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It begins

I'm already beginning to fulfill one of the goals I set out for myself when I started with Flock.  Yesterday, I opened my first bug to push some Flock code back upstream to Mozilla. I had queried Flock developers during my interview process on how much code they had already pushed back upstream.  The response was almost as if on cue.  Groaning (in unison) was followed by everyone's favourite (and unfortunately valid) complaint of patches sitting in review queues for months without any action.  That wasn't the only issue brought up, and many of the issues can and will be mitigated.  However, the point to take away was that while these developers were "bought in" to the whole Mozilla community/ecosystem and "giving back" thing, the issues they encountered with the review process basically skewed the diminishing returns ratio to the point that people stopped bothering. In reviewing this oft-repeated complaint, I came up with this short list of issues...
  1. Outside contributors often don't know the drill.  There is a real art to getting code into the tree.  While the process is documented, it's the subtle details that determine whether this process involves much pain and suffering or instead is efficient and streamlined.  As an admittedly lengthy example: if the bug is hastily written, or doesn't describe a compelling enough problem to the reviewers and drivers that read it, there's a good chance it'll be WONTFIXed.  You have to context-switch out of "internal dev" mode and into "talking to folks that don't live in my codebase every day" mode.  drivers@m.o probably won't know all the issues you're facing because something's an AUTF8String instead of an AString.  Explain yourself well.  Write your bug summary, and then have a co-worker read it for sanity.  Link to the bug in your defect tracking system if it's available to the public, but remember that linking to your tracker doesn't excuse you from explaining yourself well in the bug on Mozilla's.
  2. Patches sitting eternally in review queues demotivate contributors.  This one is obviously not outside contributor-specific, but is often experienced by them in an uneven ratio.  Outside folks often don't know who to request r? and a18xx? from, they pick someone whose queue is insanely long, or they use the despot-driven module owners page and don't know that it's out of date and so-and-so is no longer working on foo, etc.  Recently, pavlov's made serious progress in cleaning it up, but it's almost always going to be at least a little out of date.  Knowing who to request review from is as important as writing the bug.  Use bonsai to check the CVS check-in history for the component, directory or file you're touching.  Read the most recent check-in comments to get a sense of who the active reviewers are.  If you're still not sure, try pinging one of them in IRC.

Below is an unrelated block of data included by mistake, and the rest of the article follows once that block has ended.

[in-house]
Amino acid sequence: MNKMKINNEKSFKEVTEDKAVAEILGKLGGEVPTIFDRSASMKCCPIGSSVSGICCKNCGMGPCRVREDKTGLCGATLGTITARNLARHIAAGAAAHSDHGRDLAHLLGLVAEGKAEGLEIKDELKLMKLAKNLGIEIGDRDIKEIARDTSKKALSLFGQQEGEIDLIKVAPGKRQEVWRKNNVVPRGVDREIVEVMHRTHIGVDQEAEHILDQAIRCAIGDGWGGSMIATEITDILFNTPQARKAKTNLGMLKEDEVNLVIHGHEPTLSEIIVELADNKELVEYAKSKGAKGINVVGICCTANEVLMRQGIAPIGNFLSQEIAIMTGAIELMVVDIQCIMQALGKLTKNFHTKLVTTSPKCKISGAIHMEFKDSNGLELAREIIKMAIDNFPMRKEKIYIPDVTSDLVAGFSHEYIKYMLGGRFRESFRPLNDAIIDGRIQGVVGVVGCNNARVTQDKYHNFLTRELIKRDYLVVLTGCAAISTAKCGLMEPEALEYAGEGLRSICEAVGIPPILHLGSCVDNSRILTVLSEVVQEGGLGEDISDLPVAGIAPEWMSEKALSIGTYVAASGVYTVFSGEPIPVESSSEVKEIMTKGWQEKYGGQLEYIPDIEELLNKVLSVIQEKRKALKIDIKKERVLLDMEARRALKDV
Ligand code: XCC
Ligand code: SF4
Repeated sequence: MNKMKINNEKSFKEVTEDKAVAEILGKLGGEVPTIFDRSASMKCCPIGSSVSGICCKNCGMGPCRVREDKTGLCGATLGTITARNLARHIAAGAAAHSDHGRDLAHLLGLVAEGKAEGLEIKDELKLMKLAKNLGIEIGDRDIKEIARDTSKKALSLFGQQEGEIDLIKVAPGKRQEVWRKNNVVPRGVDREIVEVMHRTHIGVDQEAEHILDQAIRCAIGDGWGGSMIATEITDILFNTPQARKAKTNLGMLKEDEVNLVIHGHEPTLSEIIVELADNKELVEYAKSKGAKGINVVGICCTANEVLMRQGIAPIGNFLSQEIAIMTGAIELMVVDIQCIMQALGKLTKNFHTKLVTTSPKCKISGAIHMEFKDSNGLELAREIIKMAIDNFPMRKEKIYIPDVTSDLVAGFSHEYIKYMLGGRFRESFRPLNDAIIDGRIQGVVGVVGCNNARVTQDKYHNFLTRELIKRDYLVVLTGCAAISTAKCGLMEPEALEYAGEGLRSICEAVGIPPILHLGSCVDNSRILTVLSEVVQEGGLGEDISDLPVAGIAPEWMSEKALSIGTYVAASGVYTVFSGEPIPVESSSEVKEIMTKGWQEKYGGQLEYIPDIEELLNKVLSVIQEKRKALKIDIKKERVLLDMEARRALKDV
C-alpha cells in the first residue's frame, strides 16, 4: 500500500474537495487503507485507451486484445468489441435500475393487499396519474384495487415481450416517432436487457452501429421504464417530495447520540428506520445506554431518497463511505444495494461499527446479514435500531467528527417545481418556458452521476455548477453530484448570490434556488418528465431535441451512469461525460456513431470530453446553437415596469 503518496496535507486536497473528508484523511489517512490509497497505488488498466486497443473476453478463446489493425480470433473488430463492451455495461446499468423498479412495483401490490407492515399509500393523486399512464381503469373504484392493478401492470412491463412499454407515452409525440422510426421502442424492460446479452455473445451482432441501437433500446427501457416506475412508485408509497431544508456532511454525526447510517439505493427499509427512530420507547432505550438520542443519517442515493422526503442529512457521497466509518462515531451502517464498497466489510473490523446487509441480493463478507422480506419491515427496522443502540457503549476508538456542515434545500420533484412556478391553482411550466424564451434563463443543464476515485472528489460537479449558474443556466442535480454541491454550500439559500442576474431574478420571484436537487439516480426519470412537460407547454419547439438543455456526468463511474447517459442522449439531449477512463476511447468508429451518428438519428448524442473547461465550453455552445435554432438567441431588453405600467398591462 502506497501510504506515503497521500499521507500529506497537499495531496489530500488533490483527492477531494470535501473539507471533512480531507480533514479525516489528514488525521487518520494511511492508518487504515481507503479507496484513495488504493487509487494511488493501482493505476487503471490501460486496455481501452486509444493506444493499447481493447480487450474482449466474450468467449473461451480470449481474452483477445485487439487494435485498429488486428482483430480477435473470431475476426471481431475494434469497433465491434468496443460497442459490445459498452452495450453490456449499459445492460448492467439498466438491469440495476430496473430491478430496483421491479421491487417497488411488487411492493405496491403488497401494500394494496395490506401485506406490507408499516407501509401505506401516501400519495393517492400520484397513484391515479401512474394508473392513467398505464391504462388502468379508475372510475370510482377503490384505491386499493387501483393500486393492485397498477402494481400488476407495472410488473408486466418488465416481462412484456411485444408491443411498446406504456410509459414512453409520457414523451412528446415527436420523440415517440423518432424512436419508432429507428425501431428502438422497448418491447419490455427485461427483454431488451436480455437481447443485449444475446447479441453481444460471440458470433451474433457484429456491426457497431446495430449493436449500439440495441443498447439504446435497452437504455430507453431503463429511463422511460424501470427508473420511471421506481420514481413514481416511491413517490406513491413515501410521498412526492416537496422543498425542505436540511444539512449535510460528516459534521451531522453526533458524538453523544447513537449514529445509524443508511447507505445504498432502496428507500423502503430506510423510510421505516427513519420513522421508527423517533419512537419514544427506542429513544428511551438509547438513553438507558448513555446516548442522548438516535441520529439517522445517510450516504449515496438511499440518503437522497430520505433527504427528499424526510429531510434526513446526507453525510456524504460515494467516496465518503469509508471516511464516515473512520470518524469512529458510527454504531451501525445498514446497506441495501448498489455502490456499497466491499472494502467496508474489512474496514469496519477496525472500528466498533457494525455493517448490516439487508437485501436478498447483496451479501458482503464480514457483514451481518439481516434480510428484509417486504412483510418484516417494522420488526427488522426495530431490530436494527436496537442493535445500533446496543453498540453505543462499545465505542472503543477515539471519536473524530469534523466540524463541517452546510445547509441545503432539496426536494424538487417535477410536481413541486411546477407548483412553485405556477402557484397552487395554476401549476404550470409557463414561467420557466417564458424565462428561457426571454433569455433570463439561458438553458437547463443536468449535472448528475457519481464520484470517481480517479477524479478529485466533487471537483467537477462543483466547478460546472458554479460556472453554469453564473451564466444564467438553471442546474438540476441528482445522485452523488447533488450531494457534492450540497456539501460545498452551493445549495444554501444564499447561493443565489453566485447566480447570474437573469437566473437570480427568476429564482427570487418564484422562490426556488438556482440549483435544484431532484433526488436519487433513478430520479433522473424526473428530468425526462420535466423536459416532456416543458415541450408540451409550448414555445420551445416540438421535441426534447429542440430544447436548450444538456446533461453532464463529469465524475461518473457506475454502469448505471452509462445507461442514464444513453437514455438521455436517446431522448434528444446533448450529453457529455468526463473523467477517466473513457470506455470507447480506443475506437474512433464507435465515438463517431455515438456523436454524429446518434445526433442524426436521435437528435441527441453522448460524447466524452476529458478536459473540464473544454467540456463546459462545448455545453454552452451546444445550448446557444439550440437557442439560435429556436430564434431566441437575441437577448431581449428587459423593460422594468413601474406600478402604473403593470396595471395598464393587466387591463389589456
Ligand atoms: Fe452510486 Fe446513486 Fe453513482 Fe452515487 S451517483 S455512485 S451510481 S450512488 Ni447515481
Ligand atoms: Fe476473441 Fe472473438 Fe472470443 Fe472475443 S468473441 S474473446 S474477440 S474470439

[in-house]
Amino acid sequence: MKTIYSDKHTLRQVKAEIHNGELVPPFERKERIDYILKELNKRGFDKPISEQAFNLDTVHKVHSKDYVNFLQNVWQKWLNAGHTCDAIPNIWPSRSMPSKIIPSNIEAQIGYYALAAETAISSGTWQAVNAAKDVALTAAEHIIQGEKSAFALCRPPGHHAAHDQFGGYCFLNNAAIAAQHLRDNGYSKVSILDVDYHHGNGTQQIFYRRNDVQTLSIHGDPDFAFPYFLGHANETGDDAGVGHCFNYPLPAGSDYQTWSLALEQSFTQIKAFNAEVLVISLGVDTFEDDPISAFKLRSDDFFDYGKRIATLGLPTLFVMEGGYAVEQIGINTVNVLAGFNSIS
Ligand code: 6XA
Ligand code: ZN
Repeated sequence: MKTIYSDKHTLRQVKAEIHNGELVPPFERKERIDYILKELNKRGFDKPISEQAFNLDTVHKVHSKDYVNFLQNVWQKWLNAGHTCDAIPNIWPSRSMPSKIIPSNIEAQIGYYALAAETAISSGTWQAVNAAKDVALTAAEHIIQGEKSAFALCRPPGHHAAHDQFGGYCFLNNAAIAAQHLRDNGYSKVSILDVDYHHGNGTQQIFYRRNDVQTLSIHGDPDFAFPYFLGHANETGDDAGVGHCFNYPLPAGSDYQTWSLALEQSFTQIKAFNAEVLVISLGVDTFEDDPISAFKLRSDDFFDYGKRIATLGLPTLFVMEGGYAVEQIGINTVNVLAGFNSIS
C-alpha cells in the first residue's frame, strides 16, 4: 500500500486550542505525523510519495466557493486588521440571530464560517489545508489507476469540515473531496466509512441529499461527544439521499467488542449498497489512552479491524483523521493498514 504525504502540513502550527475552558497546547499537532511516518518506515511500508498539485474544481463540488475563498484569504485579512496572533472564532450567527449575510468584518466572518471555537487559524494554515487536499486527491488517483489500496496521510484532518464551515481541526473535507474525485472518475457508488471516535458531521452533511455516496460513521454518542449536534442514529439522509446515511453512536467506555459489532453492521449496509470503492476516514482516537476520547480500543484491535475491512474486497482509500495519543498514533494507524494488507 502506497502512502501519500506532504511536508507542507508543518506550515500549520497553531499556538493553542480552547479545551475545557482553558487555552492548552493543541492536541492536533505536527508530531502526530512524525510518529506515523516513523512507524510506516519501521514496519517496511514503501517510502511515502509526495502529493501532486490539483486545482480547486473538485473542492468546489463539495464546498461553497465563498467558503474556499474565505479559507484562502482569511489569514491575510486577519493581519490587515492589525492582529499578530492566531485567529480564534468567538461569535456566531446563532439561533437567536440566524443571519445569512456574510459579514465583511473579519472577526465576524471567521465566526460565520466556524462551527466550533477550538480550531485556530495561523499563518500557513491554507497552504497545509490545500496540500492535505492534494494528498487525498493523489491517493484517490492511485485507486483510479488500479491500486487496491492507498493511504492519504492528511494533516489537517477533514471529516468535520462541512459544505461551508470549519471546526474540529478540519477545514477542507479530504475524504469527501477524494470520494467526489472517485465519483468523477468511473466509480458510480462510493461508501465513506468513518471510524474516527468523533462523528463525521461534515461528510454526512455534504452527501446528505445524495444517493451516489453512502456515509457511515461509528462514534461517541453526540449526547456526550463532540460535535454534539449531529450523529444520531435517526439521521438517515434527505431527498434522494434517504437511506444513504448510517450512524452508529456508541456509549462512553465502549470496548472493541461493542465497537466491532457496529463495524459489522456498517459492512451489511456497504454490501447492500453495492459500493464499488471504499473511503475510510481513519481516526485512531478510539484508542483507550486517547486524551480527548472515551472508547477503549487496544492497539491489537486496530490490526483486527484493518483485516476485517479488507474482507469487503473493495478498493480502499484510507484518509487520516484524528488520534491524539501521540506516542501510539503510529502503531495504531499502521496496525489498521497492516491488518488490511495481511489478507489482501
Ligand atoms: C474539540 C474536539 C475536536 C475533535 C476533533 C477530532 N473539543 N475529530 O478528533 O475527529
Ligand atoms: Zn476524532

3. Whomever checks in is responsible for bustage.  If a driver checks in your seemingly innocuous patch, they're on the hook to watch the tinderboxes for the next couple hours in case your patch breaks the build.  This is a non-trivial commitment of time on their part, and means it's more work than simply reviewing the patch and ticking the box.  This is where being a jerk in steps 1 and 2 comes back to bite you.  So as Chris Rock says, "Be polite."  If at all possible, be around on IRC in case you're needed to debug the bustage.  This is also where hiring existing Mozilla developers to work on your project can pay off.  If the reviewer personally knows the coder, and the coder has check-in rights, the burden on the reviewer is much less.  The reviewer knows that the coder will be the one watching for tinderbox flames for the next two hours, and so they're more likely to give that patch r+.
Let's return to the patch I submitted.  While it is both small and almost Flock-specific, I thought it was simple enough to gauge how much pain we as outside contributors truly faced when trying to "give back."  I must say that the process didn't feel much worse than it did being a calendar developer.  Like I was when on Sunbird, I am still one-step removed from Firefox, but I'm not Mr. Unknown.  In this case, I've met the reviewer, Gavin Sharp, in person.  I was able to discuss the patch with him a bit on IRC, and in doing so he gained some understanding of why we made this fix.  I was also able to address some of his concerns, thus the r+. So the moral of this story for me is that if you're working on a Mozilla-based product, hire an existing Mozilla contributor when possible, and engage the community in dialogue often.  Become known for good work, and even better behaviour.  Opening a bug, attaching a patch, and expecting it to stand on its own seems foolish given the scarcity of resources and a reverse scarcity of code.  Open lines of communication help avert your patches being from summarily rejected, and may make you think through why you needed to fork in the first place.